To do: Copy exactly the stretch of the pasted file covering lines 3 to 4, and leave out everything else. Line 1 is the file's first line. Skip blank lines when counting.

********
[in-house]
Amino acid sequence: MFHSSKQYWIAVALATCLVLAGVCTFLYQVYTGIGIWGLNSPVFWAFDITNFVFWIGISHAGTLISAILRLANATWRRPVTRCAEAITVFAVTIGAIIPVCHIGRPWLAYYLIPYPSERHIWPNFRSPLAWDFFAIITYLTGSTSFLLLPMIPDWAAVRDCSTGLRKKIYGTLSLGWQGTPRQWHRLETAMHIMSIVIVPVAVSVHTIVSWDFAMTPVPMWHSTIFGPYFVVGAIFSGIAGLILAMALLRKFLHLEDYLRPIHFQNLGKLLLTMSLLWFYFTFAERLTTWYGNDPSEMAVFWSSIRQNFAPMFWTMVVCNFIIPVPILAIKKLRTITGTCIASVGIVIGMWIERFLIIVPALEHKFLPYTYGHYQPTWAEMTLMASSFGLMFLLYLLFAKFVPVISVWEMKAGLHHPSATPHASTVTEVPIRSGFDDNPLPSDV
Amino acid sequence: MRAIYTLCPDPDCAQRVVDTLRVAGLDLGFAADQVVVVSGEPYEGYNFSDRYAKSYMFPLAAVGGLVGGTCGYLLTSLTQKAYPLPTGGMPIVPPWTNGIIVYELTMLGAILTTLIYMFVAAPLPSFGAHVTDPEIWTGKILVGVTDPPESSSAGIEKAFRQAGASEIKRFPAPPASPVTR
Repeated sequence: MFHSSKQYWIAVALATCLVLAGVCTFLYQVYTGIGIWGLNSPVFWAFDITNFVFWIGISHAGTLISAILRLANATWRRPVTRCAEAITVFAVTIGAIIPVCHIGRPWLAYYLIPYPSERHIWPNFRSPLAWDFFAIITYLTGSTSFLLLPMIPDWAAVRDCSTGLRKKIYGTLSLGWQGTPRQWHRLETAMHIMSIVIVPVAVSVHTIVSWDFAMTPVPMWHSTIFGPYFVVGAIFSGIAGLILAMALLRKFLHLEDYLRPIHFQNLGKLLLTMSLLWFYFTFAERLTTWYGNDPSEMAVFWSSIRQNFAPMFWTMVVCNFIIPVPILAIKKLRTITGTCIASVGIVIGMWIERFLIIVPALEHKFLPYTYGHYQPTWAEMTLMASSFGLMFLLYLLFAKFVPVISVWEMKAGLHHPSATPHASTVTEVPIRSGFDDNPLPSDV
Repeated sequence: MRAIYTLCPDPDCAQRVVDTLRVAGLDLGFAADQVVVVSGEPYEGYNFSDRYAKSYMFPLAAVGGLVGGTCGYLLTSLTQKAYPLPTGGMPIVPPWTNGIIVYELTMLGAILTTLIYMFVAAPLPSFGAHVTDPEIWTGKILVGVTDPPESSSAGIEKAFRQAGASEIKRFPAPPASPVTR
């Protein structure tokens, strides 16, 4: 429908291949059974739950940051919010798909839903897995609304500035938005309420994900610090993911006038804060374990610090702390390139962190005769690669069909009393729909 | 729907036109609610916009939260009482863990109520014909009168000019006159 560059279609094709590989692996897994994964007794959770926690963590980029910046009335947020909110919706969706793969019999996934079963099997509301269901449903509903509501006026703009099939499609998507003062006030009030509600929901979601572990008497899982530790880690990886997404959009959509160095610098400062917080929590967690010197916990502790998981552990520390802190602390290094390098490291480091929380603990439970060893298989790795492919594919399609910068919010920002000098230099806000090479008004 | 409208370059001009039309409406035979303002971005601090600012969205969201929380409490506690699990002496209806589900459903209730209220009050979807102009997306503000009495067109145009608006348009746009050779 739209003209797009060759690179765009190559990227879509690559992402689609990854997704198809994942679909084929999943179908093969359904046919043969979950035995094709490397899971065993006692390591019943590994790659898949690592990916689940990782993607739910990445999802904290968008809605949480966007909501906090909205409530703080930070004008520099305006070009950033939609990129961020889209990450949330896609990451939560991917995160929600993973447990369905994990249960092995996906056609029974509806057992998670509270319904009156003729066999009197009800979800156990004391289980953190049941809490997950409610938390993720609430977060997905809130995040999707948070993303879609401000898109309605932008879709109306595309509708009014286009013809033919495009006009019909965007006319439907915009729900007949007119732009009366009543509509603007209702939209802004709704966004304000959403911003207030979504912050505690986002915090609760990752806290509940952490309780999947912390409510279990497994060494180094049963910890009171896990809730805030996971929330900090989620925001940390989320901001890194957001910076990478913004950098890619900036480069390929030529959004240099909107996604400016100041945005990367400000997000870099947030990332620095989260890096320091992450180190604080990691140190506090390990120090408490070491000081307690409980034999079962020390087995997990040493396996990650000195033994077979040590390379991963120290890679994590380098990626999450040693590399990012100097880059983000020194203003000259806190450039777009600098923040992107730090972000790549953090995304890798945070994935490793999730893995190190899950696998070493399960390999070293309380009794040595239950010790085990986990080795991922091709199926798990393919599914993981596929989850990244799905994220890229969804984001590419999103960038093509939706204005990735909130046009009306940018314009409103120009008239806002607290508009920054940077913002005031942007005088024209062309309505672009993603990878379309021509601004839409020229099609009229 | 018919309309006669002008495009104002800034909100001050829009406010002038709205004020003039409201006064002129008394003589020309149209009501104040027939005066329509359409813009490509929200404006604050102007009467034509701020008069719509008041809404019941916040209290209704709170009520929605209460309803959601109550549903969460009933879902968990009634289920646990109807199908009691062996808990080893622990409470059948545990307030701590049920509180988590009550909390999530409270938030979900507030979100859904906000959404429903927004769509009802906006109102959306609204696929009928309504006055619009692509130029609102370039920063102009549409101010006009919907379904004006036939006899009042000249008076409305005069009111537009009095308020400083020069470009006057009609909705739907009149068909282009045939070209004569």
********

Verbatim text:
Amino acid sequence: MRAIYTLCPDPDCAQRVVDTLRVAGLDLGFAADQVVVVSGEPYEGYNFSDRYAKSYMFPLAAVGGLVGGTCGYLLTSLTQKAYPLPTGGMPIVPPWTNGIIVYELTMLGAILTTLIYMFVAAPLPSFGAHVTDPEIWTGKILVGVTDPPESSSAGIEKAFRQAGASEIKRFPAPPASPVTR
Repeated sequence: MFHSSKQYWIAVALATCLVLAGVCTFLYQVYTGIGIWGLNSPVFWAFDITNFVFWIGISHAGTLISAILRLANATWRRPVTRCAEAITVFAVTIGAIIPVCHIGRPWLAYYLIPYPSERHIWPNFRSPLAWDFFAIITYLTGSTSFLLLPMIPDWAAVRDCSTGLRKKIYGTLSLGWQGTPRQWHRLETAMHIMSIVIVPVAVSVHTIVSWDFAMTPVPMWHSTIFGPYFVVGAIFSGIAGLILAMALLRKFLHLEDYLRPIHFQNLGKLLLTMSLLWFYFTFAERLTTWYGNDPSEMAVFWSSIRQNFAPMFWTMVVCNFIIPVPILAIKKLRTITGTCIASVGIVIGMWIERFLIIVPALEHKFLPYTYGHYQPTWAEMTLMASSFGLMFLLYLLFAKFVPVISVWEMKAGLHHPSATPHASTVTEVPIRSGFDDNPLPSDV